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Best practices for managing multistate sales & use tax audits

20 May 2014

Whether a company is operating with a robust tax department dedicated to sales tax or has a small team of tax professionals handling all tax issues, the impact of a sales and use tax audit can be overwhelming. Taxand USA highlights the key aspects to focus on to streamline the tax audit process.

For many companies sales and use tax audits happen every 3 to 4 years like clockwork. Depending on the number of legal entities a company has and the jurisdictions in which it operates the number of ongoing sales and use tax audits at any particular time can reach an unmanageable number. In order to streamline the audit process and better manage your audit workload the following should be considered.

Organisation is of utmost importance
When you are inundated with audit notifications, it is best to designate at least one and possibly multiple team members if possible to audit management. It can also be advantageous to assign all audits within one state or within a certain business operation to one team member.

Tax type, audit period, auditor’s name, statute waiver expiration date, taxing jurisdiction, preliminary assessment amounts, comments associated with the audit, and what stage the audit is in is all important information to keep track of. It may be beneficial to prioritise each audit to establish which audits should be addressed first, depending on e.g. expiring waivers, anticipated assessments, the retirement of an auditor etc.

Maintain control over the audit process
Control the flow of information the auditor receives. The primary goal should be to make the auditor’s review of the company documentation as easy as possible whilst ensuring that the company is not providing information that is outside the scope of the audit. Having an audit checklist and consistently updating it when information is transferred allows the team to confirm that key project milestones were completed, while also maintaining an audit trail.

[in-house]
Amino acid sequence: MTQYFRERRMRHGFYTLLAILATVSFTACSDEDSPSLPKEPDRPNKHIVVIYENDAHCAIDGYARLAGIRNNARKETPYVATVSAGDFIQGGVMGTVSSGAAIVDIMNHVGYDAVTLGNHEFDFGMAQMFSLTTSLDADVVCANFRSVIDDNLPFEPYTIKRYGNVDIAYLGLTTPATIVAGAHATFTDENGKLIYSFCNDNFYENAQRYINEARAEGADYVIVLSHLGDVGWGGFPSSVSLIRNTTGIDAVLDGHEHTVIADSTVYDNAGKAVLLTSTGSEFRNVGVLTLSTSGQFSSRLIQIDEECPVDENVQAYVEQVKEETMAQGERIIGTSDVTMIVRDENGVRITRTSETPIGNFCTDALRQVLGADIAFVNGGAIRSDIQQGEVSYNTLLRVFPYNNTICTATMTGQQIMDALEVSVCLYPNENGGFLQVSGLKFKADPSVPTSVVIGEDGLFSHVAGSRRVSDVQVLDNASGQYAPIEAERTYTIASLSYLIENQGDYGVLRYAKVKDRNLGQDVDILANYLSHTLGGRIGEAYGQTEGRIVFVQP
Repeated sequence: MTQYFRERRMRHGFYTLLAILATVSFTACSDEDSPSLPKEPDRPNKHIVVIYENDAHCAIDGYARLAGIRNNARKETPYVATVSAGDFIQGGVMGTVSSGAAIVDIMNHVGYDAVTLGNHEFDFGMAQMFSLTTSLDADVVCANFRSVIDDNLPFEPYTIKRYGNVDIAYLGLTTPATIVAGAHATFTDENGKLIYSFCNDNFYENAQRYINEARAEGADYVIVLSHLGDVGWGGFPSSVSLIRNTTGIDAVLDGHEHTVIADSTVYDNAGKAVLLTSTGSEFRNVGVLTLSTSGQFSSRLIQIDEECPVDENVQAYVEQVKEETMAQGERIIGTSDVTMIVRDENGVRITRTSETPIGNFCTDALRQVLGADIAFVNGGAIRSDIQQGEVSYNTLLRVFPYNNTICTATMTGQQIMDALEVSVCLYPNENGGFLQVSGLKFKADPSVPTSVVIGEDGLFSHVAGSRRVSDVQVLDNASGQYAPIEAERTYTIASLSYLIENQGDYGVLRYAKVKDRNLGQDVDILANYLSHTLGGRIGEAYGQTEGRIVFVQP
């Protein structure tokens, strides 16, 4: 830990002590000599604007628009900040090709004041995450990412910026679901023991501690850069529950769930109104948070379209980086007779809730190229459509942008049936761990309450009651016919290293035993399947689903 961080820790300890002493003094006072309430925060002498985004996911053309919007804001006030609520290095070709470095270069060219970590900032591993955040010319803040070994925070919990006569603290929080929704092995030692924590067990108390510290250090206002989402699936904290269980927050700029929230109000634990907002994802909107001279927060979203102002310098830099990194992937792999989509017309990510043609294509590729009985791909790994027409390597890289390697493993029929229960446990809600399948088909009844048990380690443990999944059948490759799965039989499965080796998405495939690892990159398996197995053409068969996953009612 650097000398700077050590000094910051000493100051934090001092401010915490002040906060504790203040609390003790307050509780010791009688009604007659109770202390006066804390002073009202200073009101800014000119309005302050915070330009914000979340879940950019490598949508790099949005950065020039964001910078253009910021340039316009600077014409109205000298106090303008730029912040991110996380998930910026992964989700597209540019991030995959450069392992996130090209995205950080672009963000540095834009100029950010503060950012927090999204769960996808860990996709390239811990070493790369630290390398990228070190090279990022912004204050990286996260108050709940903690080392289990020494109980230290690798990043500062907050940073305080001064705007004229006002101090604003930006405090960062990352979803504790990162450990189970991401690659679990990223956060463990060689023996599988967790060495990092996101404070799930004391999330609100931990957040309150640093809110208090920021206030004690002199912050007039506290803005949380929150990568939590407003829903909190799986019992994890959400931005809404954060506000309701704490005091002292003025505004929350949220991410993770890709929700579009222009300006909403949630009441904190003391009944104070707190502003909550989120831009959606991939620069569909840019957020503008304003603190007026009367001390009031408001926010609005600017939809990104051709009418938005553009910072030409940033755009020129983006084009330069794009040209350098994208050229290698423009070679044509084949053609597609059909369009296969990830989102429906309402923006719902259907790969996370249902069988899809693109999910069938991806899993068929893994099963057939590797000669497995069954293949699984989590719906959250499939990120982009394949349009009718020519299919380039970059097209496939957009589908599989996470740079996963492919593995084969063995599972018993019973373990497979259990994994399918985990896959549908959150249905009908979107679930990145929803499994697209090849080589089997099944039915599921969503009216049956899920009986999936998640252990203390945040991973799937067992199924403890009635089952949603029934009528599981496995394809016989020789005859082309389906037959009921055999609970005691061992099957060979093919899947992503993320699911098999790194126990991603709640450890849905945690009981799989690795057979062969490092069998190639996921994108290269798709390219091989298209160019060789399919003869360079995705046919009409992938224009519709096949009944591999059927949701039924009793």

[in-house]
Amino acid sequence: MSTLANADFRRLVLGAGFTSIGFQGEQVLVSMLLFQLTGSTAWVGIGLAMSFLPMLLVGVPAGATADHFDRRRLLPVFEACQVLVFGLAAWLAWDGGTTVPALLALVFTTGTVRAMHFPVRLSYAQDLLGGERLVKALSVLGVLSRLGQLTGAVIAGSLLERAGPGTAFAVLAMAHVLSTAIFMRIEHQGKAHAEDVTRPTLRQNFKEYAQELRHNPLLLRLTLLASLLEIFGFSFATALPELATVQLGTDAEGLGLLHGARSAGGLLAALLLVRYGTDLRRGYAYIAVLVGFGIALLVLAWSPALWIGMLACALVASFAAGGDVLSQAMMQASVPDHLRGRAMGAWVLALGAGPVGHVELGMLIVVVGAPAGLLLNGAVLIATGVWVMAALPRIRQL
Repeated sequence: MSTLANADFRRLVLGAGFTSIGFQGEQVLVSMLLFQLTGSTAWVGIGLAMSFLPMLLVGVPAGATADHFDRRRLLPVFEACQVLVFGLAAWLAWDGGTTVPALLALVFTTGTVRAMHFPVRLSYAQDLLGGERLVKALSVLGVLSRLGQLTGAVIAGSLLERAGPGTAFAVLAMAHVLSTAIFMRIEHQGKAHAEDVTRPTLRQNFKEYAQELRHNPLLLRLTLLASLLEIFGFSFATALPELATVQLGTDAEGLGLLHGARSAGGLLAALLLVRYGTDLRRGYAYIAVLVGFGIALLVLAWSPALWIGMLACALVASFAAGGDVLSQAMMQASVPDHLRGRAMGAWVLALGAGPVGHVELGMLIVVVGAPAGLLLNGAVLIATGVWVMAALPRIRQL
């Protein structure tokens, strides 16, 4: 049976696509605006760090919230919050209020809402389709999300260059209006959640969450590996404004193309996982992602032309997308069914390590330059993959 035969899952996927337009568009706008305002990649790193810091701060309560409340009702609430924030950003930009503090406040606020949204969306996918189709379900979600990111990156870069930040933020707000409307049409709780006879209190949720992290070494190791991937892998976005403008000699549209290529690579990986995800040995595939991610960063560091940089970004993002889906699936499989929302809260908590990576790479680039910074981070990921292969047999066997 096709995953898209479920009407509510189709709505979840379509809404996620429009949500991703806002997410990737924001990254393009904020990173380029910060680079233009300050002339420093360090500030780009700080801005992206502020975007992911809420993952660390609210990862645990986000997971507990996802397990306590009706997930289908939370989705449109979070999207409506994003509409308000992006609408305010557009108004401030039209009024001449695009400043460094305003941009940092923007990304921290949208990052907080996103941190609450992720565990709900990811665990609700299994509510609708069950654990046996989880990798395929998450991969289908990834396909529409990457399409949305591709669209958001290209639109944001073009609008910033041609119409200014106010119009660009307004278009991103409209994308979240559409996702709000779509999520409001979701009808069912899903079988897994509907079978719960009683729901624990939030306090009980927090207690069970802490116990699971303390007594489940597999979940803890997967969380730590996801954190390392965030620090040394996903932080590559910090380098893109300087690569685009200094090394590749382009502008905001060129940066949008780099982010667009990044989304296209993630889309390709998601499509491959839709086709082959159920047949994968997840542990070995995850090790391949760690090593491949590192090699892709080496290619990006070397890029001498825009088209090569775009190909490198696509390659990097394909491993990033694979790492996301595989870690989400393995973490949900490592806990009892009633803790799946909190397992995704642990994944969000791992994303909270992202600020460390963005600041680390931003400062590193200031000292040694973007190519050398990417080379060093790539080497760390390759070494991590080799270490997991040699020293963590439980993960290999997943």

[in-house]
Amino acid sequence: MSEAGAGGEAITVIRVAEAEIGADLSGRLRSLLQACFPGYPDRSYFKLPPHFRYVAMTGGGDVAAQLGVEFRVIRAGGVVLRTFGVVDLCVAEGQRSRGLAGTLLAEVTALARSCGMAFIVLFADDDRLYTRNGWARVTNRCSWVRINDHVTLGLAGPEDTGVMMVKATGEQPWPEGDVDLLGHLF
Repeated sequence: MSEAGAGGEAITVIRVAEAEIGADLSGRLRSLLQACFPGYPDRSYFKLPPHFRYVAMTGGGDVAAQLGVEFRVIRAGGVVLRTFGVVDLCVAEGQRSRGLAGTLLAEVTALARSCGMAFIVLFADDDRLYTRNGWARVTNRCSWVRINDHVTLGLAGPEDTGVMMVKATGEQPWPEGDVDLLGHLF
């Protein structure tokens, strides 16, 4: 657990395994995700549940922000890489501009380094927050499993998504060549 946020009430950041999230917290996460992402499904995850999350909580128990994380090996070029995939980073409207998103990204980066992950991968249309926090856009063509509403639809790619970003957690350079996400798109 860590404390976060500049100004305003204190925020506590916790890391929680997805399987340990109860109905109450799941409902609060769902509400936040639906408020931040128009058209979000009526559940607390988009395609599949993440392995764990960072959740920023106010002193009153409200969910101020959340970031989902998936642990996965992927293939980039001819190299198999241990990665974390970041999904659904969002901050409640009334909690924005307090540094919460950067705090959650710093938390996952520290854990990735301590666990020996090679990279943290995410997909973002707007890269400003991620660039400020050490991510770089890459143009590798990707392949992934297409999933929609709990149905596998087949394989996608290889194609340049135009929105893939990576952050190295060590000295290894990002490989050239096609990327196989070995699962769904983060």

Maintain positive relationships with the auditors
The last and possibly most important area is responsiveness. One of the key attributes of a successful audit is establishing a good working relationship with the auditor. The simplest way to ensure that you get off to a good start is to respond to auditor requests in a timely way.

Plan for when the audit is complete
Be prepared to take action if the audit results are overstated or unreasonable. It is also best to have an idea going into the audit of what additional taxes might be due (or potential refunds). If the audited amount is not what you were expecting be prepared to discuss potential recourse with the auditor.

Discover more: Best practices for managing multistate sales & use tax audits

Your Taxand contact for further queries is:
Craig Beaty
T. +1 713 221 3933

Also published in Thomson Reuters' Taxnet Pro, 28 May 2014

Taxand's Take

Managing multiple audits can be a daunting task for tax departments as some audits can be time-consuming and may require an extensive amount of attention to ensure they are completed in a timely way. When team members are organised and take the initiative to implement internal processes to help track audit progress, it helps alleviate some of the intimidation caused during the audit process.

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